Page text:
Family enmity and rivalries also drive such accusations against women. And since these cases were regarded as social problems in the past, they were handled by the gram panchayat. “The panch (panchayat members) have also played a role in promoting this practice and declaring women as witches,” Ahluwalia says.
In April 2015, after a 25-year-long campaign by activists, the government of Rajasthan passed the Rajasthan Prevention of Witch-hunting Act. The law declared witch-hunting as well as witchcraft as crimes, punishable by prison sentences and fines – for witch-hunting, from 1 to 5 years imprisonment, or Rs. 50,000 or more as fine, or both.
Across Rajasthan, 261 witch-hunting cases have been registered since the law was passed in 2015. However, the police issued chargesheets in only 109 cases – and till today no one has been punished
According to data compiled by the Rajasthan police, after the law came into effect, 75 cases were registered in Bhilwara district alone. (Mahawar notes that 10-15 such complaints come to the police every month but may not translate into cases). Across Rajasthan, 261 witch-hunting cases have been registered since the law was passed – 12 cases in 2015, 61 in 2016, 116 in 2017, 27 in 2018 and 45 cases until November 2019. However, the police issued chargesheets in only 109 cases.
“The law is not being implemented on the ground. That is why till date no one has been punished for witch-hunting in all of Rajasthan,” explains Ahluwalia. She adds that police personnel in rural areas are sometimes not aware of the law, and classify witch-hunting cases as just a quarrel.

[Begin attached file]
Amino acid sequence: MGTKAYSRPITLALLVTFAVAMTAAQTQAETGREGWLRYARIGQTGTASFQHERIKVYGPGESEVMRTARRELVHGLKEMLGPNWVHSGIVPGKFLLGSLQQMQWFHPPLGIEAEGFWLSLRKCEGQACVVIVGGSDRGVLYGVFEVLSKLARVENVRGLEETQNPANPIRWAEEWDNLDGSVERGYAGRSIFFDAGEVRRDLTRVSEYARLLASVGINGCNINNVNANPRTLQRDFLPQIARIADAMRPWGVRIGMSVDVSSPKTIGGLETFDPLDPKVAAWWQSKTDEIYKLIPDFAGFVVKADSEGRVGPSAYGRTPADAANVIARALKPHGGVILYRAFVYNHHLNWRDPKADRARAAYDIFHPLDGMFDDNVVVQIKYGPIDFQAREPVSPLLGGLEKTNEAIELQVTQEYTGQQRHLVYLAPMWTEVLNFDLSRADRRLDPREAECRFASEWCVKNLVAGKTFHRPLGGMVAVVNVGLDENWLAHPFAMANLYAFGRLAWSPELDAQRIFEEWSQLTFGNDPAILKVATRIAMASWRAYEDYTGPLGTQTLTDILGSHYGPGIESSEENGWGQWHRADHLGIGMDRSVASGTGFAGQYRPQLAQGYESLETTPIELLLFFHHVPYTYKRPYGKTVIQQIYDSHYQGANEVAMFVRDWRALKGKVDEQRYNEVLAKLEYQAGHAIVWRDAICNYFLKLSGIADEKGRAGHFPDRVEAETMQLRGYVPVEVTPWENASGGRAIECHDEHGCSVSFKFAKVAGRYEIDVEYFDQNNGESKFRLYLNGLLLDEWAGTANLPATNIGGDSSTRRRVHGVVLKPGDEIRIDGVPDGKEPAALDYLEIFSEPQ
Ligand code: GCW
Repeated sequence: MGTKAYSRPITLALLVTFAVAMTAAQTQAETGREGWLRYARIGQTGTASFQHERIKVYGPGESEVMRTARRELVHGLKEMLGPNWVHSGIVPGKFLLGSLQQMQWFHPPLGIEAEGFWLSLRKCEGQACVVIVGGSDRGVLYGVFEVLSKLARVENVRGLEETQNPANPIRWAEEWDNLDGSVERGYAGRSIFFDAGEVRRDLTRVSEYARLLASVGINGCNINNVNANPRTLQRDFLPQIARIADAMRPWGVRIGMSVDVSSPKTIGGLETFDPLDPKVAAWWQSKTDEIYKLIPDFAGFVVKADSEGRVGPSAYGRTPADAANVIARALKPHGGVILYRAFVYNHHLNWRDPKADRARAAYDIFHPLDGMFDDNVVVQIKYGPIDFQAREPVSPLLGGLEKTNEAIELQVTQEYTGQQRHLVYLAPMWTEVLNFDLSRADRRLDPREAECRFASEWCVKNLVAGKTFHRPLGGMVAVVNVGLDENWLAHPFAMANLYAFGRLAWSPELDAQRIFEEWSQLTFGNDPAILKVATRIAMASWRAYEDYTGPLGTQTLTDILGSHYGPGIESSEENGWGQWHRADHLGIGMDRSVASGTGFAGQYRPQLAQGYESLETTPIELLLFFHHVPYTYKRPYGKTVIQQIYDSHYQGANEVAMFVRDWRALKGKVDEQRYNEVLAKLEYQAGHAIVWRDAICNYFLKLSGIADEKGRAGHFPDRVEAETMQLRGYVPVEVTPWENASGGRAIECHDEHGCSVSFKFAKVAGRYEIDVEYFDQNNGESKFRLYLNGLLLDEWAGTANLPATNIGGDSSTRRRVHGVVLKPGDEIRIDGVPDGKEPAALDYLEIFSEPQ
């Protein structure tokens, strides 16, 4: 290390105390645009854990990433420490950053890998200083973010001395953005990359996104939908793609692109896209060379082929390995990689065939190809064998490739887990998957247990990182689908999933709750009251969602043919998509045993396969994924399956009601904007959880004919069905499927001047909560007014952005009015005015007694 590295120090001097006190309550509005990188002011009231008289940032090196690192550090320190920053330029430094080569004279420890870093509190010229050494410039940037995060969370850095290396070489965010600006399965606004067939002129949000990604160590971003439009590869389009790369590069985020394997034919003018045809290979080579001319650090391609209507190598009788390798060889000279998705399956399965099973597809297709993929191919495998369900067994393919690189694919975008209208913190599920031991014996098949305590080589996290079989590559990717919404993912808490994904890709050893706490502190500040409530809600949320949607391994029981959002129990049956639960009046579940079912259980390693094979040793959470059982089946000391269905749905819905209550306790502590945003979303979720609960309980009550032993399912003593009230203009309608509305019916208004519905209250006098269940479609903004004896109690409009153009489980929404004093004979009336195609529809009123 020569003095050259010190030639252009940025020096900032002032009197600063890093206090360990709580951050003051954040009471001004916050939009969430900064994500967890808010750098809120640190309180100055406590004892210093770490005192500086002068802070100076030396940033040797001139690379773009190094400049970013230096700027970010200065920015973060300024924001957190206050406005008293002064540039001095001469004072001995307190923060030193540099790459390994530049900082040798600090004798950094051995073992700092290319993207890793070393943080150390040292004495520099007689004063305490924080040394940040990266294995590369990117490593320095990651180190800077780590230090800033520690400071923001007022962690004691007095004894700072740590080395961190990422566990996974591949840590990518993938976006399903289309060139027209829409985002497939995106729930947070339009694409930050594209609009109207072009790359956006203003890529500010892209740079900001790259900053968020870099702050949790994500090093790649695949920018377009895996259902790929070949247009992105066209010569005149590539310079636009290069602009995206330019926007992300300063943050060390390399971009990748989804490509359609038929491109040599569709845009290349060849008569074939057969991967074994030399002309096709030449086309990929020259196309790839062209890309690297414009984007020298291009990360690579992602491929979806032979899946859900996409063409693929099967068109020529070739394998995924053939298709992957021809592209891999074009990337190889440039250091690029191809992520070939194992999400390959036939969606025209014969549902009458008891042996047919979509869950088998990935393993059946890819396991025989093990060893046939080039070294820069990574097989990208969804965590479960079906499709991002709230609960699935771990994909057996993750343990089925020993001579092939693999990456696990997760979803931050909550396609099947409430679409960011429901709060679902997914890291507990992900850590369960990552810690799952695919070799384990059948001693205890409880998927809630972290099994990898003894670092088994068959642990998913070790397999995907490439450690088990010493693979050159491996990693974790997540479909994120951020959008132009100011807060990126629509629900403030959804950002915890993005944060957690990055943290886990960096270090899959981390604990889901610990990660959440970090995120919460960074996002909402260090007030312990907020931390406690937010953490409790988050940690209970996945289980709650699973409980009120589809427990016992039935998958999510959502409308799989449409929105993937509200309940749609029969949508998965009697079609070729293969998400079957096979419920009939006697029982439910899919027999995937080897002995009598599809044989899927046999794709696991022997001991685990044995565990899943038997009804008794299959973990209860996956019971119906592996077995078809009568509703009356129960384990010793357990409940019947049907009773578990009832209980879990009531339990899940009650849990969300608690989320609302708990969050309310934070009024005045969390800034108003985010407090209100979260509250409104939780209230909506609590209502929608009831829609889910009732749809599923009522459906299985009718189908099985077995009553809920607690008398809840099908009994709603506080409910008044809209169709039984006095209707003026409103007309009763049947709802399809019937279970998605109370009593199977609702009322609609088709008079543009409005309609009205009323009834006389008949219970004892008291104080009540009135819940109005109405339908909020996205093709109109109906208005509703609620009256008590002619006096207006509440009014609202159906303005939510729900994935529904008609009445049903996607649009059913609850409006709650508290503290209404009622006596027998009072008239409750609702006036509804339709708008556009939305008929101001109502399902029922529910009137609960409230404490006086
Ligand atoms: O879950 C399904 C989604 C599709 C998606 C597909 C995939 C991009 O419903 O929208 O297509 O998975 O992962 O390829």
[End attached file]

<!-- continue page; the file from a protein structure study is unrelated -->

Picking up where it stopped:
Bhilwara-based activist Rakesh Sharma, who is associated with the Dalit Adivasi Evam Ghumantu Adhikar Abhiyan, Rajasthan, agrees that the police don’t investigate such cases properly, and even fail to register cases under the correct sections of the Indian Penal Code. Some policemen accept bribes from the accused to weaken cases, alleges Sharma. “There are two facets of this practice – social and legal. If social malpractices make a woman a witch, then it is the duty of the law to punish the guilty. But unfortunately this is not happening. The police are not doing their job properly, so no victim has been rehabilitated and no accused has been proven guilty.”
Bholi’s case has been stuck in the lower court since it was filed. “We went to court [Bhilwara district court] about 4 to 5 times. Initially, a government lawyer was made available, but later the hearings stopped because the accused did not attend any of them,” says Pyarchand. Bholi’s case was last heard by the court in April 2019.
In 2006, Pyarchand, now 68, took voluntary retirement from his job as a teacher at the government primary school in Kumariya Khera village, 18 kilometres from Dariba. He did it to try and escape the contempt and stigma of his wife being branded a witch. He was earning Rs. 35,000 a month then. The money for the various conciliatory village feasts that he and Bholi arranged came from his savings, as well as from the earnings of their three sons.